Thelonious Monk, in full Thelonious Sphere Monk (born Oct. 10, 1917, Rocky Mount, N.C., U.S. - died Feb. 17, 1982, Englewood, N.J.) American pianist and composer who was among the first creators of modern jazz. As the pianist in the band at Minton’s Playhouse, a nightclub in New York City, in the early 1940s, Monk had great influence on the other musicians who later developed the bebop movement. For much of his career, Monk performed and recorded with small groups. His playing was percussive and sparse, often being described as “angular,” and he used complex and dissonant harmonies and unusual intervals. A collection of some of the most remarkable recordings which laid the foundation of modern jazz and unfluenced generations of other musicians. The vast majority of these recordings became popular standards.
An extension of the popular Original Jazz Classics series (est. 1982), the new OJC Remasters releases reveal the sonic benefits of 24-bit remastering-a technology that didn't exist when these titles were originally issued on compact disc. The addition of newly-written liner notes further enhances the illuminating quality of the OJC Remasters reissues. "Each of the recordings in this series is an all-time jazz classic," says Nick Phillips, Vice President of Jazz and Catalog A&R at Concord Music Group and producer of the series.
The second volume of Thelonious Monk's appearance at the 1963 Monterey Jazz Festival is drawn from two separate concerts on back to back days, with the pianist joined by longtime tenor saxophonist Charlie Rouse, bassist John Ore and drummer Frank Dunlop…
Remastered in 24-bit from the original master tapes. Part of our Keepnews Collection, which spotlights classic albums originally produced by the legendary Orrin Keepnews. For Monk’s debut Riverside date, Keepnews decided to ease the pianist into what turned out to be his lengthy association with the label by asking him to momentarily set aside his own compositions and instead play Duke Ellington tunes. He did so in the company of the esteemed rhythm section of bassist Oscar Pettiford and drummer Kenny Clarke. With his distinctively angular style, Monk nails Ellington’s best-known tunes such as “It Don’t Mean a Thing (If It Ain’t Got That Swing),” “Mood Indigo” and “Caravan.”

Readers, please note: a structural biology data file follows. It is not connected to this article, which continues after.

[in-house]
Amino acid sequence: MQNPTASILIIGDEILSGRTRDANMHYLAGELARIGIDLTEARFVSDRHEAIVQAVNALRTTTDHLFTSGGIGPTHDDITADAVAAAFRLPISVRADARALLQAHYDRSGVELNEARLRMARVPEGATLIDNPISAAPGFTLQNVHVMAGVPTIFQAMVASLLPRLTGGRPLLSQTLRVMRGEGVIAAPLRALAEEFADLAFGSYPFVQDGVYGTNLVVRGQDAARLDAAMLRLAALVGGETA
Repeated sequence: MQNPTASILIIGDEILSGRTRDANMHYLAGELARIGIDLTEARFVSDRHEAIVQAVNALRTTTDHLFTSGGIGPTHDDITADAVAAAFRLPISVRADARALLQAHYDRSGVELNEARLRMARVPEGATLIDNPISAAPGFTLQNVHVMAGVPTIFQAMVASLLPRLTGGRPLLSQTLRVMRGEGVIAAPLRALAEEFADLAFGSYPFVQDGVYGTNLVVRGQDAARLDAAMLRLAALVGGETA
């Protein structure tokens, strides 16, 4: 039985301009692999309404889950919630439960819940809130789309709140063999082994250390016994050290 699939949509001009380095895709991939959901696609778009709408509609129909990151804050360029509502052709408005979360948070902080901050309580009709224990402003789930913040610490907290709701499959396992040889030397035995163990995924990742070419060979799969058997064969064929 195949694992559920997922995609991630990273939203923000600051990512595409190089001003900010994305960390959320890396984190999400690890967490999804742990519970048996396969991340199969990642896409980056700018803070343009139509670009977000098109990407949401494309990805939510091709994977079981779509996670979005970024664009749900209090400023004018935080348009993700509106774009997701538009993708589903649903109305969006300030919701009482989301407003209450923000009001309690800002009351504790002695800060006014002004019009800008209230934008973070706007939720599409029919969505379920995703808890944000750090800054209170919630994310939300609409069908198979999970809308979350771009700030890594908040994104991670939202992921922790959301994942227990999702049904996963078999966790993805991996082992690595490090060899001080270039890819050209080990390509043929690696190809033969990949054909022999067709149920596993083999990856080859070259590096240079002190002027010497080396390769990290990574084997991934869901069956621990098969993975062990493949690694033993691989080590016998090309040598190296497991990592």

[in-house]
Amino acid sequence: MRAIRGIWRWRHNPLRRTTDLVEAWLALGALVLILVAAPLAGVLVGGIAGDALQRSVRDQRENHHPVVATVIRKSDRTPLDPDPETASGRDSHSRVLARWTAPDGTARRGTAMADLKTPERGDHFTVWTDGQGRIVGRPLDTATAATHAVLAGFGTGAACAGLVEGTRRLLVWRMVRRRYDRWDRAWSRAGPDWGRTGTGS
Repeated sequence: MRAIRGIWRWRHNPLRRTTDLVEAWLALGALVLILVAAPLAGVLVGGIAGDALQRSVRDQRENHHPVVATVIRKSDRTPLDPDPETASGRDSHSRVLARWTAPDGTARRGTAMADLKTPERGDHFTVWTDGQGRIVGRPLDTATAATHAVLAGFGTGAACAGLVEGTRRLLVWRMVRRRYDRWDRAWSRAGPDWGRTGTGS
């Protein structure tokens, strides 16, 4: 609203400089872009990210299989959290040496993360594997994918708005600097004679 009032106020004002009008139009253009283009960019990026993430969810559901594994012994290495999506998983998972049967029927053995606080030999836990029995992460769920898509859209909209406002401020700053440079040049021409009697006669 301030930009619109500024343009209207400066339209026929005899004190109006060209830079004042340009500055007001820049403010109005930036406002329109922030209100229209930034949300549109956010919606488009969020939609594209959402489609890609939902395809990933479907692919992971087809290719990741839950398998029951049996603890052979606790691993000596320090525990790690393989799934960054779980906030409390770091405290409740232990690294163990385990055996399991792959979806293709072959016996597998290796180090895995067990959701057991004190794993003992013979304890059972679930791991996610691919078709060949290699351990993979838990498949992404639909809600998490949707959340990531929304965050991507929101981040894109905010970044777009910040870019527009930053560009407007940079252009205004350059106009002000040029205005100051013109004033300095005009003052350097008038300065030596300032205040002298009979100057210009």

Thelonious Monk, in addition to all his other notable qualities, was actually one of Riverside's most valuable talent scouts, recommending such mainstays as Johnny Griffin and Wilbur Ware, and introducing the label to Sonny Rollins and Clark Terry. The astoundingly adept trumpeter was always greatly appreciated by Thelonious, who quickly accepted the invitation to accompany Terry on this occasion. It was an album full of firsts and rarities: Monk's only Riverside appearance as a sideman; the first of Terry's many recordings on flugelhorn; the first of a great many Riverside dates for the great bassist Sam Jones; and the only occasion on which Monk and drummer Philly Joe Jones recorded together.
Orrin Keepnews' commentary (from his new liner notes): "This, you might say, is an album of undiluted Monk. Like most generalizations, that wouldbe putting things a bit too simply, but the core of truth is there. For, with the deliberate exceptionof the final selection, this is literally Thelonious Himself—Monk, alone in the recording studio, offering highly personal versions of some standards and some of his own tunes.
In Memoriam. Orrin Keepnews, RIP. Jazz producer and record label found Orrin Keepnews died on Sunday at the age of 91. Keepnews was behind landmark recordings by jazz legends like Thelonious Monk, Bill Evans and Cannonball Adderley… Remastered in 24-bit from the original master tapes. Part of our Keepnews Collection, which spotlights classic albums originally produced by the legendary and arguably the most respected of all jazz producers, Orrin Keepnews.
Thelonious Monk's 1963 Newport Jazz Festival set has been released in whole or part on several different Columbia releases, but this 2002 reissue is the best version yet. One finally gets to hear nothing but Monk on this edition, with the added bonus of a previously unreleased and undocumented appearance from the 1965 festival. The earlier material, with Charlie Rouse, Butch Warren, and Frankie Dunlop, is already very familiar to serious Monk devotees, particularly the inspired addition (due to the suggestion of festival producer George Wein) of clarinetist Pee Wee Russell on two songs.